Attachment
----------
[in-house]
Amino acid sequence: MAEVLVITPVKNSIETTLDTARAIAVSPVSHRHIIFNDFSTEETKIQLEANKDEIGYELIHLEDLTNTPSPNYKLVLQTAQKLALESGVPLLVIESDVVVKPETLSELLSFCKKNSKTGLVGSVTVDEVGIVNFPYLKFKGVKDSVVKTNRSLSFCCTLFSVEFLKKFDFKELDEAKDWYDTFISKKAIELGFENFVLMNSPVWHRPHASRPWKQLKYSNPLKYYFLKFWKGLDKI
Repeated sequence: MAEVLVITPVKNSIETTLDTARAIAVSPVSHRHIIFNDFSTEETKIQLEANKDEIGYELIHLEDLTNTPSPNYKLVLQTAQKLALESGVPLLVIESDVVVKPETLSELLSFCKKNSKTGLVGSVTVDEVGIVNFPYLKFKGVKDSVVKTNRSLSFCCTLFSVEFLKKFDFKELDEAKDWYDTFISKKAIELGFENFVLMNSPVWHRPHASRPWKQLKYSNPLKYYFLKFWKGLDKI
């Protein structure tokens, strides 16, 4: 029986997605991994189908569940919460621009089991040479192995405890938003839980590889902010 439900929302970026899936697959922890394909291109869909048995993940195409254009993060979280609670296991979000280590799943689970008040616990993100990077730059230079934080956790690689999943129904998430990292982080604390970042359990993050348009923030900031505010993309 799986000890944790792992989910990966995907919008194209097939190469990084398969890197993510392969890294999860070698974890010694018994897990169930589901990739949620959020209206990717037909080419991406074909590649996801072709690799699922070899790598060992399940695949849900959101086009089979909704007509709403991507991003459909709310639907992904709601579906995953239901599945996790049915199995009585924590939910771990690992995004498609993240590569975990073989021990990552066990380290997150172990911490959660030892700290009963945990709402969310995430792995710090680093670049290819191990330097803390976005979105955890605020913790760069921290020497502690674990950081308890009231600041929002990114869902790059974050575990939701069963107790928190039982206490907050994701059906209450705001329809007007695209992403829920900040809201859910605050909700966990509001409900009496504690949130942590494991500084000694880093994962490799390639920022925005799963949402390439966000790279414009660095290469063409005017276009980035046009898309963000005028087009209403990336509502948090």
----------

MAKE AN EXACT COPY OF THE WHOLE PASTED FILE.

[in-house]
Amino acid sequence: MAEVLVITPVKNSIETTLDTARAIAVSPVSHRHIIFNDFSTEETKIQLEANKDEIGYELIHLEDLTNTPSPNYKLVLQTAQKLALESGVPLLVIESDVVVKPETLSELLSFCKKNSKTGLVGSVTVDEVGIVNFPYLKFKGVKDSVVKTNRSLSFCCTLFSVEFLKKFDFKELDEAKDWYDTFISKKAIELGFENFVLMNSPVWHRPHASRPWKQLKYSNPLKYYFLKFWKGLDKI
Repeated sequence: MAEVLVITPVKNSIETTLDTARAIAVSPVSHRHIIFNDFSTEETKIQLEANKDEIGYELIHLEDLTNTPSPNYKLVLQTAQKLALESGVPLLVIESDVVVKPETLSELLSFCKKNSKTGLVGSVTVDEVGIVNFPYLKFKGVKDSVVKTNRSLSFCCTLFSVEFLKKFDFKELDEAKDWYDTFISKKAIELGFENFVLMNSPVWHRPHASRPWKQLKYSNPLKYYFLKFWKGLDKI
């Protein structure tokens, strides 16, 4: 029986997605991994189908569940919460621009089991040479192995405890938003839980590889902010 439900929302970026899936697959922890394909291109869909048995993940195409254009993060979280609670296991979000280590799943689970008040616990993100990077730059230079934080956790690689999943129904998430990292982080604390970042359990993050348009923030900031505010993309 799986000890944790792992989910990966995907919008194209097939190469990084398969890197993510392969890294999860070698974890010694018994897990169930589901990739949620959020209206990717037909080419991406074909590649996801072709690799699922070899790598060992399940695949849900959101086009089979909704007509709403991507991003459909709310639907992904709601579906995953239901599945996790049915199995009585924590939910771990690992995004498609993240590569975990073989021990990552066990380290997150172990911490959660030892700290009963945990709402969310995430792995710090680093670049290819191990330097803390976005979105955890605020913790760069921290020497502690674990950081308890009231600041929002990114869902790059974050575990939701069963107790928190039982206490907050994701059906209450705001329809007007695209992403829920900040809201859910605050909700966990509001409900009496504690949130942590494991500084000694880093994962490799390639920022925005799963949402390439966000790279414009660095290469063409005017276009980035046009898309963000005028087009209403990336509502948090």